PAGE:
There are many causes of water pollution, some of them natural, some man-made and some natural but exacerbated by human activity.
So what are the main causes of water pollution?
Here are some basic facts about water pollution from industry, agriculture and domestic sources.
Although industry and agricultural factors are huge, our domestic waste products have a considerable and increasing effect upon water pollution. Water companies are having to be more and more pro-active to deal with the deluge of bathroom and kitchen chemicals we use on a daily basis!
Read on to learn more.
These brief outlines of major environmental problems are offered as a quick over-view only. The issue of the causes of water pollution is far too big to do justice to on a website such as this.
If you believe that you are affected by water pollution, check the links section for organisations which could help you.
Picture above: Willows with their roots in water at the margins of a reservoir. Many rural bodies of water can be affected by water pollution, especially from agricultural run-off.
Natural organic wastes and soil can be one of the biggest causes of water pollution in some areas. Sediments build up over time in rivers and lakes as rain water washes soil, silt and organic debris from the land. This process may lead to local problems for fish and other water-based living creatures.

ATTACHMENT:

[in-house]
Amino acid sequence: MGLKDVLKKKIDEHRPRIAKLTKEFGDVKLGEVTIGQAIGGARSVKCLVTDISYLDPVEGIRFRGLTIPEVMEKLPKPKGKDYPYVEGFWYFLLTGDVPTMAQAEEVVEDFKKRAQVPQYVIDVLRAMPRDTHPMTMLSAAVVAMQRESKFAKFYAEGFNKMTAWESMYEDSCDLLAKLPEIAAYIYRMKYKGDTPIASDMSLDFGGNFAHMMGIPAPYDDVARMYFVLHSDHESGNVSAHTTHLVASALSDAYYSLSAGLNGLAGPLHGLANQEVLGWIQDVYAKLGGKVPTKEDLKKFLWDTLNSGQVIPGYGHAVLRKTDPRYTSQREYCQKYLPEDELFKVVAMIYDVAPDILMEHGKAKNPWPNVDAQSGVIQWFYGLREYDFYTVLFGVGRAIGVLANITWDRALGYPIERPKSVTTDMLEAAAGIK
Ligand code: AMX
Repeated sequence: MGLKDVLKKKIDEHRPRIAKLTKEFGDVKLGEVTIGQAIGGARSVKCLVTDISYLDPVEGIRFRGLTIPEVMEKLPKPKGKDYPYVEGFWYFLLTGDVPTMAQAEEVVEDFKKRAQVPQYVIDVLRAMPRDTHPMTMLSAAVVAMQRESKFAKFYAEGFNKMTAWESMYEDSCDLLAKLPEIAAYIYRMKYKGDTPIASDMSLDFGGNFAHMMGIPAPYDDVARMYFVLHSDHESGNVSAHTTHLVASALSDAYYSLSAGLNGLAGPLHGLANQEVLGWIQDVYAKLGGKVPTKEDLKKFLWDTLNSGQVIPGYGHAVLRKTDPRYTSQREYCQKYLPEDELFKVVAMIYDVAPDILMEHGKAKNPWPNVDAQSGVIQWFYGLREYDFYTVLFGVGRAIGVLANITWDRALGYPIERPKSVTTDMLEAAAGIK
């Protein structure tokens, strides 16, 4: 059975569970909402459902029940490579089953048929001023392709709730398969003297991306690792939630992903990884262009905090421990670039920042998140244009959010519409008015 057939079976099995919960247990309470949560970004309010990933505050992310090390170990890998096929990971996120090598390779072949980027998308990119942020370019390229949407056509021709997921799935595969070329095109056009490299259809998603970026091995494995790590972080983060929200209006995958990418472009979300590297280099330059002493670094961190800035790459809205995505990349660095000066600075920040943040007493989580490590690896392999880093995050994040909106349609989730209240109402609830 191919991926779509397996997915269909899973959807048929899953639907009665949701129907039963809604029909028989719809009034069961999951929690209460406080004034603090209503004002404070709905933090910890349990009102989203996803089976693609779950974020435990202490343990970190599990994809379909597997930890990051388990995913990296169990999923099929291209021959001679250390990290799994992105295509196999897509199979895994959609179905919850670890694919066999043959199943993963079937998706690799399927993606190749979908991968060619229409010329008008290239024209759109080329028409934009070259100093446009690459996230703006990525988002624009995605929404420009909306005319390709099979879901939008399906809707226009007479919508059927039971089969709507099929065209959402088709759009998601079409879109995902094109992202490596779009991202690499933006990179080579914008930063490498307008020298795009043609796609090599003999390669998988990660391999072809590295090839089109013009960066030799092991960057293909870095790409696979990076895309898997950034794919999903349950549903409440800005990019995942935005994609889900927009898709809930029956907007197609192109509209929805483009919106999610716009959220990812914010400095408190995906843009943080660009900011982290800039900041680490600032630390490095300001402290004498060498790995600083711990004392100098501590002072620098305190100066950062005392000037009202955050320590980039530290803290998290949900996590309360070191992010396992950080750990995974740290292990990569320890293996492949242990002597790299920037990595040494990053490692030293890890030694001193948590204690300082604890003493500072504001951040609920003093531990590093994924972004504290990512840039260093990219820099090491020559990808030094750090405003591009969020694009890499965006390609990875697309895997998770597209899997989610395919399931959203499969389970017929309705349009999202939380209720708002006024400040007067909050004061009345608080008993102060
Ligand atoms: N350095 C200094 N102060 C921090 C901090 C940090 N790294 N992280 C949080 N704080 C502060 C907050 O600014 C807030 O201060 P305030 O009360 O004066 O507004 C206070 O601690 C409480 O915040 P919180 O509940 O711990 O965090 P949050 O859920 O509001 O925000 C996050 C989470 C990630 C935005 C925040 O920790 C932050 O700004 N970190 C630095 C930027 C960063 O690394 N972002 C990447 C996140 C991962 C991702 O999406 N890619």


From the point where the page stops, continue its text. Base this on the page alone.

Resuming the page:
This natural process is made far worse when humans add an extra burden of wash-off from activities such as logging, construction and agriculture.
An additional set of problems occur when chemicals and petrochemicals are added to the contents of wash-off, as in the treatment of oil tar sands to remove the oil, as is currently happening in Canada.
The environmental destruction going on in Fort MacKay, Alberta and in Saskatchewan is causing lost livelihoods and dramatically increased cancer levels for local people. Fish from local rivers have growths and deformities and are regarded as inedible. See Oilsandtruth for more about this.
Industrial discharges cause many, many water pollution incidents.
Some stretches of river in the UK used to have no fish at all because the water was so polluted from factories routinely discharging effluent into them. Thanks to tighter controls most are now much cleaner; even the Thames now has fish once again. The battle UK waterways is far from over, however. Recent causes of water pollution include cancer treatment chemicals, anti-androgens (hormones which cause feminisation) and agricultural pesticides.
And this pattern of industrial pollution is being repeated in many countries.
Some rivers in the east of Europe are now very heavily polluted. The Yellow River in China is now one of the most polluted waterways in the world; stretches of the river are now so toxic that animals drinking the water may die and many nearby communities are blighted by high levels of cancers.
Industrial causes of water pollution are becoming more closely monitored and controlled in many countries. Nevertheless, with the rush for oil in the tar sands of Alberta, Canada has allowed massive pollution of ground water and rivers. Profit and perceived economic benefits are often allowed to outweigh ecological sense.
"Fracking" for gas shale deposits are similarly causing a lot of disruption and pollution across parts of the US and here in Europe.
The main causes of water pollution:
Groundwater in underground aquifers (underground water sources) can also become polluted.